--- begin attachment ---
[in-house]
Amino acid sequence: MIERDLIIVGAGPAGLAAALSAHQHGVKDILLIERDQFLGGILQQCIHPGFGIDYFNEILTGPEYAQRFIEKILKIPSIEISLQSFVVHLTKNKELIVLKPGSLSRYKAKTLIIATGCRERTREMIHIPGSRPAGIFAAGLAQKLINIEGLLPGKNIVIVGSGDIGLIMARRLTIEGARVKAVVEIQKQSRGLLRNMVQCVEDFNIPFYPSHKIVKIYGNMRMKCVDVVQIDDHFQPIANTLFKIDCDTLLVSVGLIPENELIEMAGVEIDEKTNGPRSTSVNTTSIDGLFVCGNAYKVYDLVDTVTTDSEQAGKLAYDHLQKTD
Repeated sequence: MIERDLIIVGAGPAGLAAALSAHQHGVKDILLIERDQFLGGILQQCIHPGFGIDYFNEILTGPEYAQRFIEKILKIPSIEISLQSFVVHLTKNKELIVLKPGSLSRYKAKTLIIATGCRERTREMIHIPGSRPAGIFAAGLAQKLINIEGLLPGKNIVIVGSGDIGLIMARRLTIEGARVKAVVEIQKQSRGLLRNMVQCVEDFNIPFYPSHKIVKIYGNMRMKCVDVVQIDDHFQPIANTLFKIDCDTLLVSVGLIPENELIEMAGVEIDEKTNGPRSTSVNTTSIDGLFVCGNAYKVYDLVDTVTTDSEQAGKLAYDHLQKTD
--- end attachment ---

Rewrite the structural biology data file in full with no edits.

[in-house]
Amino acid sequence: MIERDLIIVGAGPAGLAAALSAHQHGVKDILLIERDQFLGGILQQCIHPGFGIDYFNEILTGPEYAQRFIEKILKIPSIEISLQSFVVHLTKNKELIVLKPGSLSRYKAKTLIIATGCRERTREMIHIPGSRPAGIFAAGLAQKLINIEGLLPGKNIVIVGSGDIGLIMARRLTIEGARVKAVVEIQKQSRGLLRNMVQCVEDFNIPFYPSHKIVKIYGNMRMKCVDVVQIDDHFQPIANTLFKIDCDTLLVSVGLIPENELIEMAGVEIDEKTNGPRSTSVNTTSIDGLFVCGNAYKVYDLVDTVTTDSEQAGKLAYDHLQKTD
Repeated sequence: MIERDLIIVGAGPAGLAAALSAHQHGVKDILLIERDQFLGGILQQCIHPGFGIDYFNEILTGPEYAQRFIEKILKIPSIEISLQSFVVHLTKNKELIVLKPGSLSRYKAKTLIIATGCRERTREMIHIPGSRPAGIFAAGLAQKLINIEGLLPGKNIVIVGSGDIGLIMARRLTIEGARVKAVVEIQKQSRGLLRNMVQCVEDFNIPFYPSHKIVKIYGNMRMKCVDVVQIDDHFQPIANTLFKIDCDTLLVSVGLIPENELIEMAGVEIDEKTNGPRSTSVNTTSIDGLFVCGNAYKVYDLVDTVTTDSEQAGKLAYDHLQKTD